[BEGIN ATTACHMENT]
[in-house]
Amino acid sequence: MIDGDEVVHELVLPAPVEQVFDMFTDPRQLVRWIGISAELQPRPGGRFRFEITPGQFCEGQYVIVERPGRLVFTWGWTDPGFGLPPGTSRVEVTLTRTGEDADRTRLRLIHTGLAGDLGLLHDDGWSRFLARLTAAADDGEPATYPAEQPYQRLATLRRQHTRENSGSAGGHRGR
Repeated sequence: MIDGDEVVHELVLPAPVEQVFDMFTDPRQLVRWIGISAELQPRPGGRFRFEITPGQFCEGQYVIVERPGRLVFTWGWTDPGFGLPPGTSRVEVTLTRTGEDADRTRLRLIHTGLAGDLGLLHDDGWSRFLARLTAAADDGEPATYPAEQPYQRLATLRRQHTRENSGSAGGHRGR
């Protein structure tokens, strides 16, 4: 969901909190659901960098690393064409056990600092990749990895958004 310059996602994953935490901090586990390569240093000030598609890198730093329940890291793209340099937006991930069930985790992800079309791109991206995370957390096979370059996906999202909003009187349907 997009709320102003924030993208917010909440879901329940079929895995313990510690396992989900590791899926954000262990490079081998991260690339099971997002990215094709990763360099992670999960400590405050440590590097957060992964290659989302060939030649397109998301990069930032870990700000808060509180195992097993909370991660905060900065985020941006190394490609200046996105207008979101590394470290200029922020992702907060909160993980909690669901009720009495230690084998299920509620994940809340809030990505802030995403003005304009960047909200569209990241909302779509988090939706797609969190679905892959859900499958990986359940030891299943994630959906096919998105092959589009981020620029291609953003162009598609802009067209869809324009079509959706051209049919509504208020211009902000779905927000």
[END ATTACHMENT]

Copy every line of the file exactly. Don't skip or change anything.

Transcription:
[in-house]
Amino acid sequence: MIDGDEVVHELVLPAPVEQVFDMFTDPRQLVRWIGISAELQPRPGGRFRFEITPGQFCEGQYVIVERPGRLVFTWGWTDPGFGLPPGTSRVEVTLTRTGEDADRTRLRLIHTGLAGDLGLLHDDGWSRFLARLTAAADDGEPATYPAEQPYQRLATLRRQHTRENSGSAGGHRGR
Repeated sequence: MIDGDEVVHELVLPAPVEQVFDMFTDPRQLVRWIGISAELQPRPGGRFRFEITPGQFCEGQYVIVERPGRLVFTWGWTDPGFGLPPGTSRVEVTLTRTGEDADRTRLRLIHTGLAGDLGLLHDDGWSRFLARLTAAADDGEPATYPAEQPYQRLATLRRQHTRENSGSAGGHRGR
């Protein structure tokens, strides 16, 4: 969901909190659901960098690393064409056990600092990749990895958004 310059996602994953935490901090586990390569240093000030598609890198730093329940890291793209340099937006991930069930985790992800079309791109991206995370957390096979370059996906999202909003009187349907 997009709320102003924030993208917010909440879901329940079929895995313990510690396992989900590791899926954000262990490079081998991260690339099971997002990215094709990763360099992670999960400590405050440590590097957060992964290659989302060939030649397109998301990069930032870990700000808060509180195992097993909370991660905060900065985020941006190394490609200046996105207008979101590394470290200029922020992702907060909160993980909690669901009720009495230690084998299920509620994940809340809030990505802030995403003005304009960047909200569209990241909302779509988090939706797609969190679905892959859900499958990986359940030891299943994630959906096919998105092959589009981020620029291609953003162009598609802009067209869809324009079509959706051209049919509504208020211009902000779905927000």